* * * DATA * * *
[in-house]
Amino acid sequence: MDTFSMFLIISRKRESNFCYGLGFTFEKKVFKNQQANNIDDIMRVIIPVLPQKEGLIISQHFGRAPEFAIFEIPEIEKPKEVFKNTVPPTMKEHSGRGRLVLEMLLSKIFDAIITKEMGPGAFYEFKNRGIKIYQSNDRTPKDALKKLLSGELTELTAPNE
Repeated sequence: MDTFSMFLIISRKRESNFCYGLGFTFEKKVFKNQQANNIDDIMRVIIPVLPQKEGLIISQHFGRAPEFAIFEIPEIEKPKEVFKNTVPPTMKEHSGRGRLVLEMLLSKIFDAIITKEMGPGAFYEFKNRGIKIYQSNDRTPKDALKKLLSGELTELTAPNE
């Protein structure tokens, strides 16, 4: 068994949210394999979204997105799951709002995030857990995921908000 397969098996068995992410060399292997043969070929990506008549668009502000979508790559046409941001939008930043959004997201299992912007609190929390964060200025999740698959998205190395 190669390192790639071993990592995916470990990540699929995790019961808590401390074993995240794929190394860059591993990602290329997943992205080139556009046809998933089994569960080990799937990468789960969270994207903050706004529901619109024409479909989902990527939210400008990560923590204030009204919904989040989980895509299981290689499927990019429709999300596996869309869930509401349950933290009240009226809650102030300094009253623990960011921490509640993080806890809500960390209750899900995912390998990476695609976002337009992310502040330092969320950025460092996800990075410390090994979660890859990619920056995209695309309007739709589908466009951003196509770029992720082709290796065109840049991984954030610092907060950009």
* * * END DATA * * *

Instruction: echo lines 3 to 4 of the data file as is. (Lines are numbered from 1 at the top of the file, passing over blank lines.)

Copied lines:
Repeated sequence: MDTFSMFLIISRKRESNFCYGLGFTFEKKVFKNQQANNIDDIMRVIIPVLPQKEGLIISQHFGRAPEFAIFEIPEIEKPKEVFKNTVPPTMKEHSGRGRLVLEMLLSKIFDAIITKEMGPGAFYEFKNRGIKIYQSNDRTPKDALKKLLSGELTELTAPNE
């Protein structure tokens, strides 16, 4: 068994949210394999979204997105799951709002995030857990995921908000 397969098996068995992410060399292997043969070929990506008549668009502000979508790559046409941001939008930043959004997201299992912007609190929390964060200025999740698959998205190395 190669390192790639071993990592995916470990990540699929995790019961808590401390074993995240794929190394860059591993990602290329997943992205080139556009046809998933089994569960080990799937990468789960969270994207903050706004529901619109024409479909989902990527939210400008990560923590204030009204919904989040989980895509299981290689499927990019429709999300596996869309869930509401349950933290009240009226809650102030300094009253623990960011921490509640993080806890809500960390209750899900995912390998990476695609976002337009992310502040330092969320950025460092996800990075410390090994979660890859990619920056995209695309309007739709589908466009951003196509770029992720082709290796065109840049991984954030610092907060950009």